“Expel the wicked person from among you.” Yikes.
While every church has a bylaw stating how to deal with immoral (“wicked”) people in their midst, I’ve seldom heard of anyone invoking it. Few churches would expel anyone for sinful reasons, and with good reason. Who’s to judge how wicked someone has to be before they are expelled? What about others who are as wicked but not as public? What is the church’s obligation to that person? Is this still even relevant in the modern church or was this a command to an entirely different entity?
Paul gives some good insights into these questions. First of all, he is the one who stands as judge over this person. “Though I’m not with you physically, I’m there in spirit and have already passed judgement on them.” Paul is an “overseer”, much more than our local pastors. He is more a bishop or superintendent, an outside voice with authority calling this person to account. But for what?
Yes, this person is sleeping with his step-mother, something the OT says is “detestable” (Lev. 18:8). But more than that, the church is cheering him on. “We’re free from the law so we can go ahead and do whatever we want. For example, take Cletus over there who’s sleeping with his stepmom. We applaud that!” The act has led the entire church astray, and in so doing has ruined its reputation for morality in the community. This is not just a personal sin but the very reputation of Jesus Christ at stake.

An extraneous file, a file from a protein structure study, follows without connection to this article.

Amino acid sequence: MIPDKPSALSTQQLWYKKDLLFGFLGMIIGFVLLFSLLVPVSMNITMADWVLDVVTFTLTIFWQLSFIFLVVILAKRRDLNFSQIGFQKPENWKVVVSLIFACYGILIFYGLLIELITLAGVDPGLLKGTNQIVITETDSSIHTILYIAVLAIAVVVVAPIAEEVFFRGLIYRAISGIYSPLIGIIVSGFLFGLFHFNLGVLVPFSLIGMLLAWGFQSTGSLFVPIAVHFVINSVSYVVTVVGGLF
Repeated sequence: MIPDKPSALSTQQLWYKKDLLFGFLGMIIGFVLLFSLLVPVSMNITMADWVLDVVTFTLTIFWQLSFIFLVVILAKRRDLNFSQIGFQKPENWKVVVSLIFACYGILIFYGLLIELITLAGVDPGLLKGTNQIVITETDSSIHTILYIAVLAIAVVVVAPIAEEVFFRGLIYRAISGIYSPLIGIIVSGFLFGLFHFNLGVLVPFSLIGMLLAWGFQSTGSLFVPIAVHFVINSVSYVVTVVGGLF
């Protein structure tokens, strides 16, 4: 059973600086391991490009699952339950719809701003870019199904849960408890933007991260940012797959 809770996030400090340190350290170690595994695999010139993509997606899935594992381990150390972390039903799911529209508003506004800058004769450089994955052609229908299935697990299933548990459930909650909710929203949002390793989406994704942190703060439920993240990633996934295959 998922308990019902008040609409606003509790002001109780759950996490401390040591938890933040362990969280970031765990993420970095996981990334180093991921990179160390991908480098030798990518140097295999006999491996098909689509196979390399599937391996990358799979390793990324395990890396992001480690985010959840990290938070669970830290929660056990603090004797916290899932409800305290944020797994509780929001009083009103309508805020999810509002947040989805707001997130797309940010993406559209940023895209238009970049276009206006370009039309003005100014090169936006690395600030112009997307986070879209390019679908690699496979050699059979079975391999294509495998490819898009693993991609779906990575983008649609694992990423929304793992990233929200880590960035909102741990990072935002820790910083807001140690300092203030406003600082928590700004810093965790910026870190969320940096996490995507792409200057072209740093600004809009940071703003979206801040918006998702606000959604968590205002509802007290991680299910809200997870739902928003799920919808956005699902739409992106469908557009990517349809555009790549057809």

And the church is to kick this person out. This was a time where there wasn’t simply another church down the block to attend like today. If you were kicked out of the fellowship, there was nowhere else to go. This was what the Catholic’s have called excommunication at its prime. Given the communal nature of the early church, this was forcing poor Cletus (yes, I’ve made up that name) to leave his home, his church, and his community.
Is this still applicable today? Do we still kick people out of the church for immorality deep enough that it hurts Jesus’ reputation? Yes we do. Take Willow Creek as a case in point. But we need to be very careful, seek outside guidance, be sure the sin is unrepentant and pulling the whole of the church into sin, and even with that we pray for the salvation of that person’s soul.
Hard teaching today but one we cannot simply ignore because our culture tells us to be tolerant. Let them be tolerant (though they aren’t), but we are called to be holy, and that is a deeply difficult task.
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